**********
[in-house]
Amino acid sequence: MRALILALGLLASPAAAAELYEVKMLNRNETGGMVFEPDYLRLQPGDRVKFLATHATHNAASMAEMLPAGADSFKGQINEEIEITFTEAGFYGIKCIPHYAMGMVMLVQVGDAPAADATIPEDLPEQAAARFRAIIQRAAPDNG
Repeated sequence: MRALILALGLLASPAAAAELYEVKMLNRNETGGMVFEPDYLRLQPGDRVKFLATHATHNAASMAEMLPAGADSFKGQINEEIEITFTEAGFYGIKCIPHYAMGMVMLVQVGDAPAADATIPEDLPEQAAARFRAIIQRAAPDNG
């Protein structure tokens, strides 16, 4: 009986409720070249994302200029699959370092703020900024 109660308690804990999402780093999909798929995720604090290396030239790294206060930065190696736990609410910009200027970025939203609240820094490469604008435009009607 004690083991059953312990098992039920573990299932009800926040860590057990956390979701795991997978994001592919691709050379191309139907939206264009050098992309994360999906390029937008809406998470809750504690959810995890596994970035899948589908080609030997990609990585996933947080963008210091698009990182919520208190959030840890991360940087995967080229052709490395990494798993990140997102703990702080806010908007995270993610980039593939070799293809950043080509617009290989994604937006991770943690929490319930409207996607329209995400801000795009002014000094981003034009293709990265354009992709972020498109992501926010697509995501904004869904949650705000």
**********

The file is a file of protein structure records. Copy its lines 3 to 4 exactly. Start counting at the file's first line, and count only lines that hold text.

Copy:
Repeated sequence: MRALILALGLLASPAAAAELYEVKMLNRNETGGMVFEPDYLRLQPGDRVKFLATHATHNAASMAEMLPAGADSFKGQINEEIEITFTEAGFYGIKCIPHYAMGMVMLVQVGDAPAADATIPEDLPEQAAARFRAIIQRAAPDNG
């Protein structure tokens, strides 16, 4: 009986409720070249994302200029699959370092703020900024 109660308690804990999402780093999909798929995720604090290396030239790294206060930065190696736990609410910009200027970025939203609240820094490469604008435009009607 004690083991059953312990098992039920573990299932009800926040860590057990956390979701795991997978994001592919691709050379191309139907939206264009050098992309994360999906390029937008809406998470809750504690959810995890596994970035899948589908080609030997990609990585996933947080963008210091698009990182919520208190959030840890991360940087995967080229052709490395990494798993990140997102703990702080806010908007995270993610980039593939070799293809950043080509617009290989994604937006991770943690929490319930409207996607329209995400801000795009002014000094981003034009293709990265354009992709972020498109992501926010697509995501904004869904949650705000």